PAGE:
CIAT cassava specialist Dr. Tin Maung Aye studies cassava crops in NE Thailand, affected by pest and disease outbreaks. Photo: Neil Palmer (CIAT) / Wikimedia Commons.

Farm pests' global advance threatens food security

2nd September 2014

Tim Radford

Agricultural pests - viruses, bacteria, fungi, blights, mildews, rusts, beetles, nematodes, flies, mites, spiders and caterpillars - are spreading thanks to trade, travel and global warming, writes Tim Radford. The world faces a dire future of increased crop losses and growing insecurity. more...
A forest of giant bamboo near Kyoto, Japan. Photo: Trey Ratcliff via Flickr.

Steel and concrete, give over to the new kid - bamboo

Dirk Hebel

4th September 2014

The global construction industry is dominated by steel and concrete, writes Dirk Hebel - but it doesn't have to be that way. There's a strong, fast-growing, climate-friendly, sustainable material ready and waiting. Bamboo could be the basis of a whole new 'green' building industry, that also provides abundant rural livelihoods. more...
Andy Hall (3rd from right) and colleagues at the Migrant Worker Rights Network. Photo: MWRN.

On trial today - Thailand's food workers' rights

Andy Hall

2nd September 2014

Thanks to Andy Hall's investigations of abuses of migrant workers in Thailand's fish and pineapple industries, a criminal trial begins today in Bangkok - his own. He faces eight years in prison and a $10 million fine for exposing their crimes in a devastating report that has inspired international action against the companies involved. more...
Flaring of unwanted hydrocarbons at a natural gas refinery in the Piceance Basin of Colorado. Photo: Tim Hurst  via Flickr.

Fracked off - natural gas victims flee Colorado's toxic air

Paul Thacker / Oil Change International

30th August 2014

Natural gas is widely touted as a 'green fuel'. But as Paul Thacker found in Colorado, fracking's national 'ground zero', it's anything but. Lives and health are being ruined by pollution from taxpayer-subsidized gas wells, flaring and refining plants, while property values collapse. Now a mass of environmental refugees are fleeing the ravaged state. more...

Fo: 1/25 of 1702
next »

Action to shut down Utah tar sands mine - Summer Heat. Photo: 350.org via Flickr.

The liberal climate agenda is doomed to failure

Scott Parkin

29th August 2014

Liberal environmentalism represents a dangerous delusion, writes Scott Parkin - that 'playing nice' with Earth-destroying corporations and politicians can yield results worth having. Radical change on climate will only result from bold, confrontational direct actions against the fossil fuel industries and their apologists. more...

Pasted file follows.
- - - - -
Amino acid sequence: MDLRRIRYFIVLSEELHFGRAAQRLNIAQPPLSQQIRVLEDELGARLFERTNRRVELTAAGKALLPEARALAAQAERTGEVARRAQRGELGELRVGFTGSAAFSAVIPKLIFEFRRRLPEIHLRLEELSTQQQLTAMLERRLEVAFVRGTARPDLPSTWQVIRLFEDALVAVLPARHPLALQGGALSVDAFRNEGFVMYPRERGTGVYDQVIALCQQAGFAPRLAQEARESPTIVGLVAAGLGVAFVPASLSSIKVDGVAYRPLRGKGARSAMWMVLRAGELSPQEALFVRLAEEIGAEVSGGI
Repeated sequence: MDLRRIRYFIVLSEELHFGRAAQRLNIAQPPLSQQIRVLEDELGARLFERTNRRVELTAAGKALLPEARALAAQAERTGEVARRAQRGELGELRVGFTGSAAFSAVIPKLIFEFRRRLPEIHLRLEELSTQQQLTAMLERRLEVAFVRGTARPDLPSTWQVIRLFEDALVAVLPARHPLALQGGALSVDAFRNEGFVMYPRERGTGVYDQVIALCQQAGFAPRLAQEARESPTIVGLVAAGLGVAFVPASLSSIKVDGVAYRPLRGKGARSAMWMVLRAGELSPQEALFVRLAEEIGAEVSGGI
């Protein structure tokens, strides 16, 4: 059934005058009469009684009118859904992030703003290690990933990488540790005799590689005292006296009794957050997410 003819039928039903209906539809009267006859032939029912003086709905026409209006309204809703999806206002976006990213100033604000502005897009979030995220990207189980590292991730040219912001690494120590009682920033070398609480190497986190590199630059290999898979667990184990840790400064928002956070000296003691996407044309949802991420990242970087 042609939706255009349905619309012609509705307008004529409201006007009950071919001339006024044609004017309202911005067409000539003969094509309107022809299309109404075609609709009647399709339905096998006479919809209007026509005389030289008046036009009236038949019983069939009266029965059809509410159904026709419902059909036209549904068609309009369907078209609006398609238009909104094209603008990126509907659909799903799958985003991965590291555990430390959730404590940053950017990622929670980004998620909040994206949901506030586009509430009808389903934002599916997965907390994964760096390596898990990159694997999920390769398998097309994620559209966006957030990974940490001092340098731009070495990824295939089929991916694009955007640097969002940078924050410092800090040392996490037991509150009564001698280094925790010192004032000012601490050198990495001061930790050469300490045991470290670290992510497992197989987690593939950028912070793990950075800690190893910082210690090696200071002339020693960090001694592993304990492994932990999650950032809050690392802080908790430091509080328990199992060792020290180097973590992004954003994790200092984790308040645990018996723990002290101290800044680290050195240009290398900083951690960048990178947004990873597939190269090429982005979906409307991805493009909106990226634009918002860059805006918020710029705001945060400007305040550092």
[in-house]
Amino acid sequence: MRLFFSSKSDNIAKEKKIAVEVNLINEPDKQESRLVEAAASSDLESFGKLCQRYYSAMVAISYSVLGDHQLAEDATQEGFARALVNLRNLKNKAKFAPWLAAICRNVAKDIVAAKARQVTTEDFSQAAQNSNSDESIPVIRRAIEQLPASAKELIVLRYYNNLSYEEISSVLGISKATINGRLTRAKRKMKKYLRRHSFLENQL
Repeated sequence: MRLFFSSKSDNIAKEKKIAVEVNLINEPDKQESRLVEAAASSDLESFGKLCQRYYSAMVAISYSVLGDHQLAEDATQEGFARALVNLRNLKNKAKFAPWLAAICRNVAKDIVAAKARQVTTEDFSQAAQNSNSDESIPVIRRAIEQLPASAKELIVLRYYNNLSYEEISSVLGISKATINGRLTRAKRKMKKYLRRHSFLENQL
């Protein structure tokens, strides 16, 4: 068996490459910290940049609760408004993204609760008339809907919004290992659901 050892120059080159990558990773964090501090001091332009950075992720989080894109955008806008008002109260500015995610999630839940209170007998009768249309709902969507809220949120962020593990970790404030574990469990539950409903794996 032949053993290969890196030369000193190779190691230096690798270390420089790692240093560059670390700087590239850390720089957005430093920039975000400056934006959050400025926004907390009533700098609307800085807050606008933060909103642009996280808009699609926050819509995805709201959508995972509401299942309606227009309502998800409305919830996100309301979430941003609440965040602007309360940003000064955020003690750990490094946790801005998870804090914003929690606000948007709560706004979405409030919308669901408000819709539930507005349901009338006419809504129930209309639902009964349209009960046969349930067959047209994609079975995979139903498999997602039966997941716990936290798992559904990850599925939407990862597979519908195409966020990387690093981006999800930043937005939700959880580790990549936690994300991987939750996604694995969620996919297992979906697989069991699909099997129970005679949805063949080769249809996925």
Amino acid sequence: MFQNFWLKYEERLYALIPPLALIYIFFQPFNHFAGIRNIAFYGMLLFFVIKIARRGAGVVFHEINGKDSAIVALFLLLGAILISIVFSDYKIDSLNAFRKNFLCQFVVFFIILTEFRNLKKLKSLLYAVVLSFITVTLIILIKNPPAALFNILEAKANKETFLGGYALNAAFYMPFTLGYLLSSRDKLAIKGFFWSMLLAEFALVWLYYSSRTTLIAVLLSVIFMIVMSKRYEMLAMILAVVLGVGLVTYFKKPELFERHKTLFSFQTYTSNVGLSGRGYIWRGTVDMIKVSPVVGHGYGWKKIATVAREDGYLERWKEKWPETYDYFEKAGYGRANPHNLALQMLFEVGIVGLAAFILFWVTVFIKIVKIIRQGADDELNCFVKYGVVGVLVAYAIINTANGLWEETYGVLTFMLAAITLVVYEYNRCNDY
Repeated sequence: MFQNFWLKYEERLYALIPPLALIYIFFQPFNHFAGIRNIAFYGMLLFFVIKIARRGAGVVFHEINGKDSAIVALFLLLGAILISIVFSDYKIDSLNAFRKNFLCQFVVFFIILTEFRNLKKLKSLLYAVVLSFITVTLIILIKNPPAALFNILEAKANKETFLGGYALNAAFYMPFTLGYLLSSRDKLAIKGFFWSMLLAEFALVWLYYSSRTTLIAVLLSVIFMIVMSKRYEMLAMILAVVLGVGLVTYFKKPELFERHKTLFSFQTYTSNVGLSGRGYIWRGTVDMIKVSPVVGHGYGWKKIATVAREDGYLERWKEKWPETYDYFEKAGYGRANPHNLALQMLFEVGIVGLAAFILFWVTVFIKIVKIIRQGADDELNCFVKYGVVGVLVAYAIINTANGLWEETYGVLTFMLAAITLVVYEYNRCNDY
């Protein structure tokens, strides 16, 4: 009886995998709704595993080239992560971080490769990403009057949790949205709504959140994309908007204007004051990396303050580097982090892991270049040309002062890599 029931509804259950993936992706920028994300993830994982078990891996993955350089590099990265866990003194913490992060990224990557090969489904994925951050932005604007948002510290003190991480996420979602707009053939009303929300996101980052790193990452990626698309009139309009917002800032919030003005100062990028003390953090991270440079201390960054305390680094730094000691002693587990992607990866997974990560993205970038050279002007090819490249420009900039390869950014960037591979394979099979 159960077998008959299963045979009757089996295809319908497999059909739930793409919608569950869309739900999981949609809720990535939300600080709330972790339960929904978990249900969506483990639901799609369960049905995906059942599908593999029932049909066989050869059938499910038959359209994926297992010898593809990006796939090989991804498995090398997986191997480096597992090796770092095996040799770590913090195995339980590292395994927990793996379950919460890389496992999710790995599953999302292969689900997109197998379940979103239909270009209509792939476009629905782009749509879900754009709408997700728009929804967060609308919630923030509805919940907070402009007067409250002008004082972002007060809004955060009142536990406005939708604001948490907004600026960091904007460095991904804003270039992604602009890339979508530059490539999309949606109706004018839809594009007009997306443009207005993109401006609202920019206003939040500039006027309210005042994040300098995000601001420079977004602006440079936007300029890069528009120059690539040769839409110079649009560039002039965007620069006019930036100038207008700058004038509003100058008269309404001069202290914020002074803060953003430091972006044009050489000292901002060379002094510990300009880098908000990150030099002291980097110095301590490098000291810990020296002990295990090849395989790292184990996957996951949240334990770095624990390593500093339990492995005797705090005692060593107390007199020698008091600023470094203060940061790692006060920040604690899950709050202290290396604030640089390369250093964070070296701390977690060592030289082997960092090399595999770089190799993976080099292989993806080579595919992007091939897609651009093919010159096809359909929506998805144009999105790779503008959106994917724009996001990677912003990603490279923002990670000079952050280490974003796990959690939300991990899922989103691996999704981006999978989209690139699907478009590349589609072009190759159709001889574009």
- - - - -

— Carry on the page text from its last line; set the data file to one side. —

Road map detail - Central Africa. Image: Bill Laurance.

A global plan for road expansion that doesn't cost the earth

Bill Laurance

28th August 2014

Roads are responsible for massive environmental damage around the world, writes Bill Laurance - yet they also bring huge benefits. His solution? A new atlas that shows where the 'goods' of roads outweigh the 'bads', so that developing countries can harness the prosperity new roads can bring, without the destruction. more...
Dying for GMOs? One of 35 members of the neo-nazi Aidar Battalion killed in an ambush by rebels in East Ukraine, 6 September 2014. Photo: Colonel Cassad.

Ukraine opens up for Monsanto, land grabs and GMOs

Joyce Nelson

11th September 2014

Hidden from mainstream media exposure, the World Bank and IMF loan has opened up Ukraine to major corporate inroads, writes Joyce Nelson. Loan conditions are forcing the deeply indebted country to open up to GMO crops, and lift the ban on private sector land ownership. US corporations are jubilant at the 'goldmine' that awaits them. more...
Deep concerns: gas wells at a fracking site in the US state of Pennsylvania. Photo: Gerry Dincher via Wikimedia Commons.

Health alert - fracking’s chemical cocktails

Tim Radford

21st August 2014

Scientists in the US have established that chemicals used in fracking to extract gas and oil could represent health and environmental hazards, writes Tim Radford. Among the greatest hazards: biocides and corrosion inhibitors. more...
Uncontacted Indians making contact with a settled Ashaninka community near the Brazil-Peru border, June 2014. Photos: © FUNAI.

Peru: uncontacted tribe flees massacre in the Amazon

Alice Bayer / Survival International

22nd August 2014